4 Habits of Emotionally Intelligent Writers

You’ve probably read something that was almost too mind-numbing to bear. The writer’s style made you rush to check your email for the umpteenth time that day or water the plants on your desk if it would help you not to read another word.

And you’ve probably read documents that warmed your heart, even if they dealt with business topics. You felt welcome in the words and felt that the author had you in mind as they wrote.

What is emotional intelligence in writing? Emotional intelligence is the ability to recognize, understand, and control your own emotions, as well as being able to understand and influence the emotions of others. In writing, this means that the emotionally intelligent writer does not give in to the impulse to send an angry email to a friend or colleague when they are upset. They can view their emotions objectively and not act on them.

They are aware of their readers in ways that other writers ignore. This is similar to the ability to understand another person’s point of view in a conversation. And they know how to slow down when each neuron prompts them to hit “send” without re-reading.

How do emotionally intelligent readers attract and engage their readers, even on challenging topics? Here are four habits of these successful writers:

1. They think about their purpose before they start writing.

If you don’t know where you want to go, it’s unlikely you’ll reach your destination. In the Worktalk writing training, we emphasize the need to know your goal before you start writing. Emotionally intelligent writers think strategically about their communication before they start typing. They may try to inform, ask, or persuade. Whatever goal they choose, they increase the chances of fulfilling it by knowing it from the start.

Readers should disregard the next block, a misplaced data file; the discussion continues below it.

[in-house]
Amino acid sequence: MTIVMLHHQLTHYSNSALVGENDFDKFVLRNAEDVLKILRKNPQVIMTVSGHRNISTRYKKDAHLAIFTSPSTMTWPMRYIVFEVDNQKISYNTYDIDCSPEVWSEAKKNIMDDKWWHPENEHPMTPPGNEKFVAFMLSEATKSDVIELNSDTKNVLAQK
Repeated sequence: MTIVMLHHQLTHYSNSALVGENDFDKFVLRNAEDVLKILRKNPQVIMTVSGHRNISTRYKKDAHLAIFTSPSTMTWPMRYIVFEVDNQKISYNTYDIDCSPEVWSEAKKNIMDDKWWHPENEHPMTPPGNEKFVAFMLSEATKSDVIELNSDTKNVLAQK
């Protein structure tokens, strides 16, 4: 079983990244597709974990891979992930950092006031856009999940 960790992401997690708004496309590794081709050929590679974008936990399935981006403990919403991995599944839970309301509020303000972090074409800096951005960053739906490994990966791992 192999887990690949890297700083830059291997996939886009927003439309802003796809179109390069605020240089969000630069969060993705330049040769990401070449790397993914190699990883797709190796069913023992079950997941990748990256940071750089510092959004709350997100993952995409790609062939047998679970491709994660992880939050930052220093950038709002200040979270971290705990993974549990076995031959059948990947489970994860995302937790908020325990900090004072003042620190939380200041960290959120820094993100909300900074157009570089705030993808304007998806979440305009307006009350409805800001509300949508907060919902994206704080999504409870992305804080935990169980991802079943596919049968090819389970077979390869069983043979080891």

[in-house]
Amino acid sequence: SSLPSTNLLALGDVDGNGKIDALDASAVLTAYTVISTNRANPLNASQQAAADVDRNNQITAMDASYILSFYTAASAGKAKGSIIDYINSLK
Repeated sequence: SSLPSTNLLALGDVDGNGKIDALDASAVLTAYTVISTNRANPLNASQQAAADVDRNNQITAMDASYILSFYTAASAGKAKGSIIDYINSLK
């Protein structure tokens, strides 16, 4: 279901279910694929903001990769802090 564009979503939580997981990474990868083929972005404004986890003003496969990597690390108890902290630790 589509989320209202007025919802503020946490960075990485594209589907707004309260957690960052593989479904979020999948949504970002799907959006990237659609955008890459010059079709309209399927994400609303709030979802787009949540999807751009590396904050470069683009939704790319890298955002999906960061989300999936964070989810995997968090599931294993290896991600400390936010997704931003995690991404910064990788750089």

Suggestion: Before you write, ask yourself what result you want to achieve. What should the reader think or do as a result of reading what you have written?

2. They never send emails or other documents when they are upset.

Self-control is the hallmark of the emotionally intelligent person. We all know people who have ruined relationships with a rushed, emotional email. The temporary pleasure of “getting it off your chest” is nothing when weighed against the connection-killing impact of writing while upset.

Suggestion: If you are upset, leave the TO line blank when you write your vent email. Then save it to your Drafts folder for 24 hours. I’d be surprised if you still want to send it a day later.

3. They think about their readers before they start writing.

To reach readers, consider their interests before you start writing. Allude to what’s important to them, and they’ll pay attention. Also, anticipate your reader’s questions and concerns. Respond to them proactively.

Suggestion: Before you write, write down a few topics that are important to your reader. If you don’t know the person, consider what topics are important to someone in your reader’s position. For example, top managers are usually concerned with profit, speed and image. Also ask yourself, “If I received this communication, what questions would I have?”

4. They reread before sending their document.

We’ve all had the experience: one day we’ll write something and think we’re the most brilliant person on the planet. What prose! What eloquence! Then we let the piece rest overnight and watch it again, and then we think: what a whining!

Emotionally intelligent people know that as humans they are likely to fall in love with their first designs. As a result, they limit the impulse to send important documents immediately after writing. Instead, they let their language marinate until they can look at it more objectively.

Suggestion: If a document is important, never send it immediately after you write it. Take a walk, have a cup of coffee, or better yet, let it rest overnight. Even for minor pieces, force yourself to re-read before letting go.

You’ve probably noticed that three of these habits occur before you write, and one after that. If you are mentally and emotionally prepared to write – preferably with a clear idea of ​​what you want to say – the writing will go smoothly. Try it!

The opinions expressed here by Inc.com columnists are their own, not Inc.com’s.

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